Ronald G. Watt: When the steamboat The Robert Campbell could not get across a sandbar at the entrance of the Missouri River, it dropped the passengers, including George D. Watt off, at the town of Kansas.
George D. Watt knew that he was in Jackson County, Missouri, the county that had expelled the saints in 1831. He knew the history of the church. He pronounced all sorts of curses upon the people of Jackson County for the tragedy at Haun’s Mill:
“Wo unto you for there is a troubled day for you to meet and awful retribution for you to endure. It shall come upon you without mitigation. Every grain of it shall be rewarded to you there shall be none to plead for you.”
He continued on with these words for three more sentences.
How did the Winter Quarters period influence the John Brown Company that George Watt was a part of?
Ronald G. Watt: I think that the Winter Quarters period influenced the John Brown Company very little. Winter Quarters had been abandoned before the Brown Company arrived, and all the Saints left from Kanesville, where the Church agent, Orson Hyde, could help them.
Because of Winter Quarters, though, the Church knew the best time of year the companies should leave for Salt Lake. Young had also received Section 136 there that told them how to organize the companies.
What is an entry from George Watt’s missionary journal from the ‘end of the trail’ that stands out?
Ronald G. Watt: The outstanding entry to me comes from his letter to his sister and brother-in-law. Watt summarizes his journey up to that point, almost to Fort Laramie. He describes the ocean journey and gives thanks to a Heavenly Father who had preserved them.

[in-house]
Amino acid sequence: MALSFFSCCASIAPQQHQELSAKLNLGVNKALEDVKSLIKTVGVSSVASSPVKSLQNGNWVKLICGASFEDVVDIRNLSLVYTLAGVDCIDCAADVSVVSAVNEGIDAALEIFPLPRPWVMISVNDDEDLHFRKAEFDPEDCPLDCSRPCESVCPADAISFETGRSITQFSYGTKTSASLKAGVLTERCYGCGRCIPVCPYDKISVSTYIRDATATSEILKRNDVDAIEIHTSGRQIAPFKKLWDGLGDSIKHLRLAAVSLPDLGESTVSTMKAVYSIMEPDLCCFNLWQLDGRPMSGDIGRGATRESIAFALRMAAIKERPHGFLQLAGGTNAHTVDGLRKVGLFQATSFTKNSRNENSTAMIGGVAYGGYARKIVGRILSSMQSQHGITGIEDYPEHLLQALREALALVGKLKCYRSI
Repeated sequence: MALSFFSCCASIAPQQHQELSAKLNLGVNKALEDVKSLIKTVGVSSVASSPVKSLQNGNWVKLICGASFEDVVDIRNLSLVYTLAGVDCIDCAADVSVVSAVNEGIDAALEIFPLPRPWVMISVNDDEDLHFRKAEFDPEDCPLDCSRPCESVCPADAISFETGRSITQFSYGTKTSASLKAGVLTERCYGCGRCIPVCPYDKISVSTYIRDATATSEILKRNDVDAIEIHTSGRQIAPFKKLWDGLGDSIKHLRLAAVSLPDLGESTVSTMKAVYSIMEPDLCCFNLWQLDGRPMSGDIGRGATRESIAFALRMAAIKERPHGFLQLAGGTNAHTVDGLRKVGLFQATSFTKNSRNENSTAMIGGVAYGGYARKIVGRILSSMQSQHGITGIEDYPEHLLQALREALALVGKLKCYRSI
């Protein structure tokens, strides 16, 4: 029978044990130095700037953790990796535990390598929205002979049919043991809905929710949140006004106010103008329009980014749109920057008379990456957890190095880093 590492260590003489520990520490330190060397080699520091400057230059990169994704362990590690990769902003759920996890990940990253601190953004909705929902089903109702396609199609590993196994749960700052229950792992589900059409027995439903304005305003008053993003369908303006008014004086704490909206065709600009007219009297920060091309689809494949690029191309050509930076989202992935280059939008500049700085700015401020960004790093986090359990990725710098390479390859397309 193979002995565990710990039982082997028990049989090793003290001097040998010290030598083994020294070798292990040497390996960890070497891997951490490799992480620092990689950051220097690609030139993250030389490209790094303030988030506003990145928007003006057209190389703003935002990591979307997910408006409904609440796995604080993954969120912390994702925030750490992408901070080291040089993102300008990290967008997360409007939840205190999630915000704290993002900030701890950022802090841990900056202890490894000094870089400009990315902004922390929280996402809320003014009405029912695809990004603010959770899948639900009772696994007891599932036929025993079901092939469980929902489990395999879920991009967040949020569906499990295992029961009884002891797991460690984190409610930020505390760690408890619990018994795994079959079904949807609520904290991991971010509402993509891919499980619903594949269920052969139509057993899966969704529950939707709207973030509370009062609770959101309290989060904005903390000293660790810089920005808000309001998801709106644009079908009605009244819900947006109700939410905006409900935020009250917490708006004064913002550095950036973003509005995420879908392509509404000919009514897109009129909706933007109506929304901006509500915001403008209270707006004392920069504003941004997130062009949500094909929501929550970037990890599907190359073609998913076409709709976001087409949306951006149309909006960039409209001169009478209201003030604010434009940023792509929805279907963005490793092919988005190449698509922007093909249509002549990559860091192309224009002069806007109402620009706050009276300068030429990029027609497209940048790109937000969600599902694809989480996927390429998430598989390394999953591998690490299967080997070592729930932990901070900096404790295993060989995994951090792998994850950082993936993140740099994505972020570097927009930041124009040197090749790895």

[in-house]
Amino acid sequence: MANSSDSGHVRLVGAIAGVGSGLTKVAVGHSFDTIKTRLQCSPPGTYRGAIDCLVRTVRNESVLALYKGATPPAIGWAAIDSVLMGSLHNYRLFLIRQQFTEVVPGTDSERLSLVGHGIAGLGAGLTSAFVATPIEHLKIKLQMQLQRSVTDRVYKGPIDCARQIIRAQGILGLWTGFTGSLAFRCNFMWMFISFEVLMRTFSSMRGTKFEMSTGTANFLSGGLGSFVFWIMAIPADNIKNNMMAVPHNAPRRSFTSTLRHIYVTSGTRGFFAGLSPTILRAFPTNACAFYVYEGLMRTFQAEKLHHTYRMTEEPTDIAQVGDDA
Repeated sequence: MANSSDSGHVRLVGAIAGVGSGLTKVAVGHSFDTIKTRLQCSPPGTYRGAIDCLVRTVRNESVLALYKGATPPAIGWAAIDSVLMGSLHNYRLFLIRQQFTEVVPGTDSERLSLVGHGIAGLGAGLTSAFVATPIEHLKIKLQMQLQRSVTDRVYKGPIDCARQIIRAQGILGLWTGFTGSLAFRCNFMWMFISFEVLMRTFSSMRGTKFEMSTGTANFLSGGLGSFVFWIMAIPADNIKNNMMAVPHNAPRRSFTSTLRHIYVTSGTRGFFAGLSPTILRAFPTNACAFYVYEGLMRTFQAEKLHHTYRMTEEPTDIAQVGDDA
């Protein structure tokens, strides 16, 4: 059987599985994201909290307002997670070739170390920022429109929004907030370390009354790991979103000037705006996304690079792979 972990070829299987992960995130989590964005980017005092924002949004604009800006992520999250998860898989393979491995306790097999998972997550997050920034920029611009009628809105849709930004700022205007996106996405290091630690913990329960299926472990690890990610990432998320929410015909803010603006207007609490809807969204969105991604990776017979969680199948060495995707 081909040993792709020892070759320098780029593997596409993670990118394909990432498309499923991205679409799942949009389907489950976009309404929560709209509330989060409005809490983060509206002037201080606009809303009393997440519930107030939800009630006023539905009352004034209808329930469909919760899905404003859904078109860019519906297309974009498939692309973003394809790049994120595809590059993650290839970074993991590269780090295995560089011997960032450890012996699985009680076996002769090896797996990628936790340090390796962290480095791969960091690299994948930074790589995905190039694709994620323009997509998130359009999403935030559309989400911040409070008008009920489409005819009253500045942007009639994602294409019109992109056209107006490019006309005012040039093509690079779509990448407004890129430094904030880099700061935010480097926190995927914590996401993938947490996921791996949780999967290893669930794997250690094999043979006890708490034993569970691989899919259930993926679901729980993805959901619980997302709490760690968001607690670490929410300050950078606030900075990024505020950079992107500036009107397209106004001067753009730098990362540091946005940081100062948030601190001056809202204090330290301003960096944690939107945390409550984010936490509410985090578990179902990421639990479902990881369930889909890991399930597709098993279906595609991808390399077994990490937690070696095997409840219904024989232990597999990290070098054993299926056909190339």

He writes about the beautiful countryside they were now traveling through with grass growing up to the bellies of the oxen. And he also relates how difficult it was to drive and manage a team of “stupid oxen.”
LaJean Carruth: George D. Watt’s letter to his sister and brother-in law, his description of the trail, and his sharing his own feelings and frustrations:
There is much on this journey across the wilderness to please, and amuse, and astonish the lover of nature: the endless plains covered with grass and flowers of every grade and hue from the rose to the common unassuming daisy. . .
An American feels quite at home with a whip in his hand, and two or three yoke of oxen by his side. But if ever an Englishman felt himself far from home, it is in when he has to commence, whip in hand, to drive and manage oxen.
The folks in England talk about the patience of Job, and possessing their souls in patience, and to be of an unchanged temper; but people do not know what kind of a temper they got until they try . . . to drive and manage a team of stupid oxen.
I can feel his frustration even now—over 170 years later.
What is George D. Watt’s legacy—and how does his missionary journal contribute?
Ronald G. Watt: His legacy was in his ability to write verbatim in shorthand the sermons of Brigham Young and others. His legacy is the creation of the Journal of Discourses for without that we would not know everything the leaders of the Church, especially Brigham Young, preached. Without George D. Watt, we would know less about Church records, our heritage, our history, and the doctrines of the Church.
His legacy was also believing in this new gospel of Christ, when the missionaries came to England—and being the first to be baptized in that foreign land.
Because of Joseph Fielding’s letters to his brother, George Watt knew before they arrived that these missionaries brought the eternal truths that he wanted. He followed up his great beliefs when it came to being baptized. As I mentioned before, George was so excited to be baptized that he ran a footrace to be the first in the water.
LaJean Carruth: George D. Watt’s greatest legacy was his skill as a shorthand reporter. It is impossible to overstate the value of the records he left us through his shorthand reporting.
While the Journal of Discourses is not an accurate transcription of his shorthand, it is the only record we have of hundreds of sermons. And those sermons include historical accounts, descriptions of contemporary events, personal experiences, and theological teachings.